Jump to content
Guests can now reply in ALL forum topics (No registration required!) ×
Guests can now reply in ALL forum topics (No registration required!)
In the Name of God بسم الله


Basic Members
  • Content Count

  • Joined

  • Last visited

Profile Information

  • Religion

Previous Fields

  • Gender

Recent Profile Visitors

627 profile views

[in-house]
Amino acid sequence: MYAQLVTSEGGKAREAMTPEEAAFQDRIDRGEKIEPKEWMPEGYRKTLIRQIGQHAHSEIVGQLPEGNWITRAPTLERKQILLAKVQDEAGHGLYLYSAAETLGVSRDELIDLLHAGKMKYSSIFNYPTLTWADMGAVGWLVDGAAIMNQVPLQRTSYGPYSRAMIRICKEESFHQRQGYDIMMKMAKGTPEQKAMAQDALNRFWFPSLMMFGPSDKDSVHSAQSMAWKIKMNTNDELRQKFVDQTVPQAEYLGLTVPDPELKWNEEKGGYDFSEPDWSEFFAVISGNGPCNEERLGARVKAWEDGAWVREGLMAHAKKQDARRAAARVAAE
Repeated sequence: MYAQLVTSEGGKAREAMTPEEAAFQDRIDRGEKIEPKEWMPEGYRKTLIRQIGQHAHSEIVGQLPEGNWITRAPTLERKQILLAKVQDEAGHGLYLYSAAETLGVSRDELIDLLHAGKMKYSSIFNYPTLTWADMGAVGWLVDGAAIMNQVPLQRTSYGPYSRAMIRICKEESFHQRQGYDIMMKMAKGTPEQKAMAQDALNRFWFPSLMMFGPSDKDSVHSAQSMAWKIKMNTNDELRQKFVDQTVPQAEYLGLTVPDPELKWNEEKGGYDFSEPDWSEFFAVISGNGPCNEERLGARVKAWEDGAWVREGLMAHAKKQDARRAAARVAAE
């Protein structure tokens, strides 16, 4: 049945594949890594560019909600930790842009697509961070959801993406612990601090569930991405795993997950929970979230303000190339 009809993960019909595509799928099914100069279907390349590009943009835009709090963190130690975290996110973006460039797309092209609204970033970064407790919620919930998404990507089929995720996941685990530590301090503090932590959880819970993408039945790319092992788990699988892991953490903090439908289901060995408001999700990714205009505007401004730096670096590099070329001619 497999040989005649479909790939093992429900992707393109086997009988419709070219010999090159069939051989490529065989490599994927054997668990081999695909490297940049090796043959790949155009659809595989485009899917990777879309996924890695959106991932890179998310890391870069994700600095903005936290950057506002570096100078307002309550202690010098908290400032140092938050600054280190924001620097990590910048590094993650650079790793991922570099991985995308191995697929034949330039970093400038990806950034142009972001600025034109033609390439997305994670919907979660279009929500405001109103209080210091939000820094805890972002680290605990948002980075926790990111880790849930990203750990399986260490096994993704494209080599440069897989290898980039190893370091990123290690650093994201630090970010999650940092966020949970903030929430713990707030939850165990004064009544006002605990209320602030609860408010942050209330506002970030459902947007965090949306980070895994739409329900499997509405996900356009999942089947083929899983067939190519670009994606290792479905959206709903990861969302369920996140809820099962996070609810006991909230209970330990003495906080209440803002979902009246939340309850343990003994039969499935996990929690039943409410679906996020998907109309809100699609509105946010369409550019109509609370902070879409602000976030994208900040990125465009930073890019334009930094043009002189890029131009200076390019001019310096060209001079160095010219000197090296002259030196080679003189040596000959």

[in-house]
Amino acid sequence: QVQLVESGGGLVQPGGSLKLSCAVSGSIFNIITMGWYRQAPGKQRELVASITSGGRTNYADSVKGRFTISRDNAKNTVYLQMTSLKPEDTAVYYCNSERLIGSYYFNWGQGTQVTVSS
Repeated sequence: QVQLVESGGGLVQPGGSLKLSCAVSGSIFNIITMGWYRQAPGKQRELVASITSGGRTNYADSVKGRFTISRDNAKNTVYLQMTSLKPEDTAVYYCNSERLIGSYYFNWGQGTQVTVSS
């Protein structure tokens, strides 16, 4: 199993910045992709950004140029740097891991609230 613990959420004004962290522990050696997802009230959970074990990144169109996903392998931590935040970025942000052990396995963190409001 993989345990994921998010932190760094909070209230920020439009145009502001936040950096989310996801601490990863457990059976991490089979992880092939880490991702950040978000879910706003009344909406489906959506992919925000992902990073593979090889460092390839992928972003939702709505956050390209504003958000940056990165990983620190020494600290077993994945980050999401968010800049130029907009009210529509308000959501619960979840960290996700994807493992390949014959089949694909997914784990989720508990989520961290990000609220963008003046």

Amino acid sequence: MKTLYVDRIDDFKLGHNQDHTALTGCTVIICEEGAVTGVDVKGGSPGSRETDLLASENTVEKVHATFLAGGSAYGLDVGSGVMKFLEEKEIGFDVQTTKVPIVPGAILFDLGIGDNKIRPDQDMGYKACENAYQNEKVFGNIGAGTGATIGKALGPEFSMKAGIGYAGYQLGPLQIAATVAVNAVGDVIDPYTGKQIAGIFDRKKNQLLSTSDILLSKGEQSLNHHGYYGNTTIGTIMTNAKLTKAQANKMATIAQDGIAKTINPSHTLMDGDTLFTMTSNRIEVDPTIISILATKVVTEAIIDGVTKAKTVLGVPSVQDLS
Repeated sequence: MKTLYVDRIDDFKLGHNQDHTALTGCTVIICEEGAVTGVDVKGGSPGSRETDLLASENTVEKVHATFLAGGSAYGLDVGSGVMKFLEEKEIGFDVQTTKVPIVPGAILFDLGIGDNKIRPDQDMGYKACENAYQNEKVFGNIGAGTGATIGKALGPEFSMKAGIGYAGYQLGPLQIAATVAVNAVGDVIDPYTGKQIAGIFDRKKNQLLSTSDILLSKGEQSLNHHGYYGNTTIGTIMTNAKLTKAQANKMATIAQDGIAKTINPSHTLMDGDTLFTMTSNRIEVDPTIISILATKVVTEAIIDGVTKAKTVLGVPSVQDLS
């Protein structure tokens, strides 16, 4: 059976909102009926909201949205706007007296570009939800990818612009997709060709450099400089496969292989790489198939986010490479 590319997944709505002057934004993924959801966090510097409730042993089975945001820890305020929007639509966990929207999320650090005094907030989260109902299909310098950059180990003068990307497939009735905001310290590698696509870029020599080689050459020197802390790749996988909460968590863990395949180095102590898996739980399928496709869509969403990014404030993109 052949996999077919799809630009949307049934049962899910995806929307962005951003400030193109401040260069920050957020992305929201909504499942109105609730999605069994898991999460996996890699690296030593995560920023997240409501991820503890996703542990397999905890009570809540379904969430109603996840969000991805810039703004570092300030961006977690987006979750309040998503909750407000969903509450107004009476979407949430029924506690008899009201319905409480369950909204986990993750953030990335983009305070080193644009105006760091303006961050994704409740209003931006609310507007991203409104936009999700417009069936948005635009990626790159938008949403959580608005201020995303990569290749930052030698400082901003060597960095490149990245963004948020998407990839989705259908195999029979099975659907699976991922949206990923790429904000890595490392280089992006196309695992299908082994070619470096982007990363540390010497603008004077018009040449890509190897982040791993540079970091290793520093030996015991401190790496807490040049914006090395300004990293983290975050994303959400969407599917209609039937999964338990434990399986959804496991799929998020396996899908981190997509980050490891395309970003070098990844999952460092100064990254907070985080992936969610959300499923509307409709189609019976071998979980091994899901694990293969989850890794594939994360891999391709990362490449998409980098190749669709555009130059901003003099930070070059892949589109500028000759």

1. So who defines a Muslim? Don’t you agree that a definition defines the unknown, distinct, or clarifies; and it can only and only be driven from known or known sources? Every Islamic sect (sunni, shia, etc.) has been driven from three sources, the Quran, naqal (transmissions/Hadith) and aqal (logic). And the Qur'an serve as primary source (i.e.foundation), which has explicit (muhkamat) directive, for example singularity of Allah, and implicit (mutashabihat) directive, for example number of daily prayers. Therefore, the definition must be driven from explicit ayats only. And a hadith must be a sound narration before it can be considered a source of law and or definition of Islamic jurisprudence. And by sound narration I mean that it must be traceable to Prophet Mohammad (sa), for example it cannot have a broken chain, and must be logical, for example 1+1 must be 2 and it cannot be otherwise (established facts). Also, the longer the chain of a hadith the weaker the hadith becomes. For example, a magnet attracts an iron rings and also it gives them (iron rings) similar but weaker properties to attract iron rings. And the longer the chain the weaker the attraction of the last iron ring becomes. Similarly, the longer a hadith’s chain the weaker it becomes. In addition, in order to drive correct understanding of a hadith; you must know the zaman and maakan of a hadith, what/when/where/why/how it was said. For it to be considered a source of law and or definition of Islamic jurisprudence. Moreover, a hadith is either an Aa’m (general), applies to everyone, or khass (special), specific person. And if a hadith is khass it cannot be applied to everyone and only Aa’am hadith can be applied as the source of law and/or definition. Therefore, anyone who satisfy the Qur’anic and sound Hadithic definition of a Muslim, s/he is a Muslim.